“Learn About” Questions
- What are reparations and why are they needed?
- Who was Thurgood Marshall?
- What was the ’54 Brown vs. Board of Education case about?
- In what ways did discrimination impact labor unions?
- How did/does the court system help/hinder the civil rights movement?
“Learn From” Questions
- Is there an experience in my life I feel I am owed a reparation for? What is it?
- Have I ever had to take an issue to court to get a settlement? What was that like for me?
- What is my experience with groups such as unions or clubs?
- What are examples of issues I am willing to fight for – personal or professional?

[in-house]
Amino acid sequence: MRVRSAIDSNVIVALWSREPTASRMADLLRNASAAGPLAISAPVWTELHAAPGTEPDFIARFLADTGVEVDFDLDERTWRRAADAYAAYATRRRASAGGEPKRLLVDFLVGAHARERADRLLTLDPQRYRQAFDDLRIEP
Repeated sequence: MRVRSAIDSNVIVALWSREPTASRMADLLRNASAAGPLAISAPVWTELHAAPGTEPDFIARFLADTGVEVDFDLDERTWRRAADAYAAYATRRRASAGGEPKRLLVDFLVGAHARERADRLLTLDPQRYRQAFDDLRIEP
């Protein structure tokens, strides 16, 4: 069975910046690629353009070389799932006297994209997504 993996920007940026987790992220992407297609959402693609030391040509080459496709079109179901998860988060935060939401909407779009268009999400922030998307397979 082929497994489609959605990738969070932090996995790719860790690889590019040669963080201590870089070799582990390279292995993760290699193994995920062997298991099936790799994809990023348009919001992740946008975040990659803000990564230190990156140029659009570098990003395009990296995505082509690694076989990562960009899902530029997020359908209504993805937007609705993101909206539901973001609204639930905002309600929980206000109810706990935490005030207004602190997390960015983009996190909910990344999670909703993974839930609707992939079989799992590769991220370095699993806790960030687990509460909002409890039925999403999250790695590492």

I’ve been involved in a fight for reparations for people of color, especially Black people in local 28… for years. Did I show you… the Times did a whole big thing. But I was involved with that for years. Matter of fact, one of the judges who sat on hearing our case—Robert Carter—was one of the judges, he was a side law person with Thurgood Marshall during the ’54 Brown vs. Board… decision. Judge Carter stayed on our case, shoot, over 30 years ‘til he died. The case still wasn’t settled. And finally, there was some kind of a settlement. And it comes down to, there’s some of us that are receiving some form of reparation, cause when I came to local 28, we had a president—when did I come in? ’64?—that was Nixon, we had a president Mell Farrell and he said it publicly, let it be known, “Ain’t no Niggas coming in local 28.” And that was him with sheet metal, yet and still, now here is Harry Van Osdale was president of the electrical workers, you know, that was totally different than Mell Farrell. And electricians in New York, pffwh… you know if you can work normally on any of these jobs and get a half-assed pension, you can live like a decent human being. You know and we got this crazy person… “occupant” that threatens all of that. White people blaming Black people… takin’ their job? Get the hell outa here! (laughs) But yeah, this is what I’ve been involved with lately. So I consider myself fortunate to still… you know, there’s more than just kicking the can down the road. Cause everybody wants to live decent. Nobody wants to… I had to deal with a fire in my building. When was that? Three four years ago… fire. I lived in a shelter for over a year until my apartment got…and I had to fight to get that, you know this is the middle of Harlem, you know the kinds of rents the way real estate works, if you get somebody out, anybody coming in is paying triple, quadruple especially if you know been there long enough to keep…but real estate in New York…whew! I don’t know how some of those people do it. It’s off the chain. But yeah I had to take people running my building…I had to take ‘em to court a handful of times. Cause you know in situations like fires…the only thing that counts – is a matter of how much is there, how it’s gonna be divided up…you know what entity is going to take what part…I had to deal with all of that…people in the apartment doing work all the time. They’re telling me, “Mr. Green, you’re not supposed to be here!” I couldn’t move my things out, I had to move everything in the center of two rooms. You think I’m just gonna walk away. I got it half-way, I’m back in the place, but to have gone through that…there are people still out that need to be back in the building.